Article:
I like Kaling’s self-effacing sense of humor. She’s not the least bit afraid to poke fun at herself, and does so frequently. On “Mindy’s Minute,” she starts out with a cab driver berating her, threatening to “drive into a pole” and telling her that her “voice is sharp, like a scimitar- but it also grates, like a rusty scimitar.” I laughed, and I don’t even know what the F a “scimitar” is- I had to look it up. I like things that make me laugh and think, and hey, maybe even learn something. (A scimitar is a curved sword. Thanks, internet- and thank you, Mindy Kaling!)

In the same scene- and mind you, this was still the pre-credits teaser- she did a Rowlf joke. Now that’s a girl I’d want to hang out with at a party. Or date, for that matter. Who says you can’t be cute and smart? I’ll take that over smoking hot and dumb as a stump any day of the week. Morgan’s right to be a bit smitten. (His delivery on the “sweet ass”-bit was spot-on, too.)

I also love that Mindy hires other smart, funny people to work with her. The Duplass Brothers are priceless on the show- how hilarious was that faux ad with Maria Menounos, aka Mindy’s “hair idol”? (Hell, even MM is more than meets the eye- did you know that she once wrestled for the WWE and defeated someone with two cracked ribs she got doing “Dancing at the Stars” at the same time? Or that she has a TV-centric podcast empire? Well, she does- and you thought she was just a pretty face with a room-clearing laugh…)

The show was mostly about how perfectly awful Mindy’s videos aimed at kids were, in which she appeared as a dog (based on the aforementioned Rowlf), and talked to a puppet spoting medical information. So bad, in fact, that the local new station wanted to hire her because she “scored a P-rating (which stood for ‘pity’) equal to that of a dog that was saved from the roof during Hurricane Katrina” and “no human has ever scored sad-dog numbers.” Her main competition for the segment? A cop who shot himself in the foot during Show & Tell at a local school. Now that’s funny.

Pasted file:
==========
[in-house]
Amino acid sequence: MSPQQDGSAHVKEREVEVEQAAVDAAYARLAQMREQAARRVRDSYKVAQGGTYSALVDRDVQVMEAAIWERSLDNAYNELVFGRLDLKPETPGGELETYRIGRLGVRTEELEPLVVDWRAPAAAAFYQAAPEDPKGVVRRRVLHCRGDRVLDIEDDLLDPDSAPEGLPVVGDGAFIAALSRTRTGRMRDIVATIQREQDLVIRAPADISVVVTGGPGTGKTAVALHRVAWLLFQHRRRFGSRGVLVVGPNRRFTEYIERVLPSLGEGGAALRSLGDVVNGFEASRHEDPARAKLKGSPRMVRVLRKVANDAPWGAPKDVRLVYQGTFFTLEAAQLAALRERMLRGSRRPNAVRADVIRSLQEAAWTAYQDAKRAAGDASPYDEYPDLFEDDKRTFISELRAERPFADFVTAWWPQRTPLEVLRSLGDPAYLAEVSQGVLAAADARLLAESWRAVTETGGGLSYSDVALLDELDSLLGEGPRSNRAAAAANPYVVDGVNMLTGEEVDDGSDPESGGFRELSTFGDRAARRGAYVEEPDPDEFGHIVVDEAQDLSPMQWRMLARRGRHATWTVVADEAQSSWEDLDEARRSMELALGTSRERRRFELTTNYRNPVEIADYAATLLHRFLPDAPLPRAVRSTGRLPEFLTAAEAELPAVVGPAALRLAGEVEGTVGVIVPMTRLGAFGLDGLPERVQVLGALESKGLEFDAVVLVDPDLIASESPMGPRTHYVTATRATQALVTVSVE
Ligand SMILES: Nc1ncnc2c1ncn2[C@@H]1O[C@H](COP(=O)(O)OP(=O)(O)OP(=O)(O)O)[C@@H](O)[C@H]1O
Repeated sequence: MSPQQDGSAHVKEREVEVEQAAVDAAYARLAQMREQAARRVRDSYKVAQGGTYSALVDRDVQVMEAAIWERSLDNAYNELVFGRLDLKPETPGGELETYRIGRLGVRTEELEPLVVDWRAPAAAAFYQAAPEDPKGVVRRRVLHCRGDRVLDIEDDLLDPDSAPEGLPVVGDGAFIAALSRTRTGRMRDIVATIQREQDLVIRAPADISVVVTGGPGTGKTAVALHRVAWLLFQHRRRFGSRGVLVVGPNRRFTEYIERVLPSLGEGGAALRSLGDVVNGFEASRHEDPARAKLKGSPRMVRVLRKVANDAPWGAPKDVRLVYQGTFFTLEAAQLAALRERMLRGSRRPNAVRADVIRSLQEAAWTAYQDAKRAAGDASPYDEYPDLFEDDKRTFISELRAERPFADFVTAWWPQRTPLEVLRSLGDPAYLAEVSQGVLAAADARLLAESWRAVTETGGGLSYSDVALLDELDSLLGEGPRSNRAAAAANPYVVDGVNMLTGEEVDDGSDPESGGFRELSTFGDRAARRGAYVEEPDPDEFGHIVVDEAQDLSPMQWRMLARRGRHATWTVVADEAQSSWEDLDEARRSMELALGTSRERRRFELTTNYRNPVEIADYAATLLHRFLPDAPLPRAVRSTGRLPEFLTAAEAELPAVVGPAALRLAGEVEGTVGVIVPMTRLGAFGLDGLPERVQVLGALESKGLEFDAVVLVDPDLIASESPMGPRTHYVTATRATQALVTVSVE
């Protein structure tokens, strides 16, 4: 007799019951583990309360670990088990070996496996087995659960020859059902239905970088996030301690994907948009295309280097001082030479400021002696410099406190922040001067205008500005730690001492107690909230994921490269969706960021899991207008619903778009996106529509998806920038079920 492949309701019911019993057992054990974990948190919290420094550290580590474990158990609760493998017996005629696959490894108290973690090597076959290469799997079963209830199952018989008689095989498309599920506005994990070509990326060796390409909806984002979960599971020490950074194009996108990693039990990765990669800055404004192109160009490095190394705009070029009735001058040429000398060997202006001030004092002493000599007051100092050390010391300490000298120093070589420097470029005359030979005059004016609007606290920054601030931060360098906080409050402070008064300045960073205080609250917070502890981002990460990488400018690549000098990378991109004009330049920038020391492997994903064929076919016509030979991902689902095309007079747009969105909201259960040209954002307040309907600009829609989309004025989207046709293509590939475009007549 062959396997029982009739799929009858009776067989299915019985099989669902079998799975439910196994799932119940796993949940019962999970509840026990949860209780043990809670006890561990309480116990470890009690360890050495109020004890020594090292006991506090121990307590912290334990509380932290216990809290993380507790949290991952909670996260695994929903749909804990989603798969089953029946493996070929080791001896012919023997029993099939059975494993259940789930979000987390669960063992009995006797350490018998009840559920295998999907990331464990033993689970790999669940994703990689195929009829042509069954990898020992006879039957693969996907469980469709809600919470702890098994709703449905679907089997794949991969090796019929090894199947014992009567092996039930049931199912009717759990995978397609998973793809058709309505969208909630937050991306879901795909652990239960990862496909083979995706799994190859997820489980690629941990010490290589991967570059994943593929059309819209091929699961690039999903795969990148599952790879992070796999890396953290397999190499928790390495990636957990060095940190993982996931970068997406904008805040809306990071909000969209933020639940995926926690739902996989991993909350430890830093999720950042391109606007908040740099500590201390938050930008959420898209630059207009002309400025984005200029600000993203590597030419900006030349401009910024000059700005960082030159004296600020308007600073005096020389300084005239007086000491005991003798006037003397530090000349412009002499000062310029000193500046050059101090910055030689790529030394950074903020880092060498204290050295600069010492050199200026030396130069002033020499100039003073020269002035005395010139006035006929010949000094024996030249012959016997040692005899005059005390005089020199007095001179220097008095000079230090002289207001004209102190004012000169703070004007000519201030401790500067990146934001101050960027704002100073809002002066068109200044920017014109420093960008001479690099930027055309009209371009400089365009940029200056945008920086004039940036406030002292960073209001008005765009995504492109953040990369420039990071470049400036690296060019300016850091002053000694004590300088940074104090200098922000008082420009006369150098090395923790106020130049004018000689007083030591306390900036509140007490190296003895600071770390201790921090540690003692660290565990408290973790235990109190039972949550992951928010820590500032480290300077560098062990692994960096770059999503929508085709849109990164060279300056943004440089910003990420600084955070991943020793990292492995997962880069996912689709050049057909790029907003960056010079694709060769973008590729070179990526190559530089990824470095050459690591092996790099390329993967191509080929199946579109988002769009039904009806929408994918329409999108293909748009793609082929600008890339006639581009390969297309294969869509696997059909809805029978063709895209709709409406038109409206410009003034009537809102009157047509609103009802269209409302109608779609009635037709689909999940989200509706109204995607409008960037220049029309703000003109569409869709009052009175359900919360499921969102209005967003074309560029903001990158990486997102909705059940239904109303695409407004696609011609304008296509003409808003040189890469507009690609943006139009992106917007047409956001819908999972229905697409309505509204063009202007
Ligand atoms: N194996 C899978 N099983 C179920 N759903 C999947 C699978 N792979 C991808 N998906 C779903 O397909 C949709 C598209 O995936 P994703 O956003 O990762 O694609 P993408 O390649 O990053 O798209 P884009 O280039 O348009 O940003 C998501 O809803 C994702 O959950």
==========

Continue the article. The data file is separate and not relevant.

Granted, she got a little too mean for her own good with the joke about her video being on “Tosh.0,” who called her his “Fat Loser of the Week.” Ouch. Nothing wrong with a few extra pounds, ladies. Hey, Morgan seems to like it. More than a few others do, too. For Christ’s sake, there are people on the internet and in the industry that think Jennifer Lawrence is fat! I mean, shoot me now if that girl is unattractive, because I don’t understand the world anymore.

Kaling made up for the extreme self-affacement with a brilliantly delivered joke about her flair for the drama.
Morgan: “Oh my God! You are born for TV news…how you’re always taking un-dramatic things and making them dramatic?”
Mindy: “I don’t do that.” (Looks directly at Morgan- and our– way.) “Or do I ?”

Love it. In a perfect world, Mindy Kaling would actually need a bodyguard named “D’Nell” to protect her from the adoring (and stalker-y) “crotcherazzi.” But you know what? I kind of like it that she’s a more low-key star. Girls like her and Lena Dunham should be the new standard. Who knows? Maybe with a little more success, they will be. One can only hope.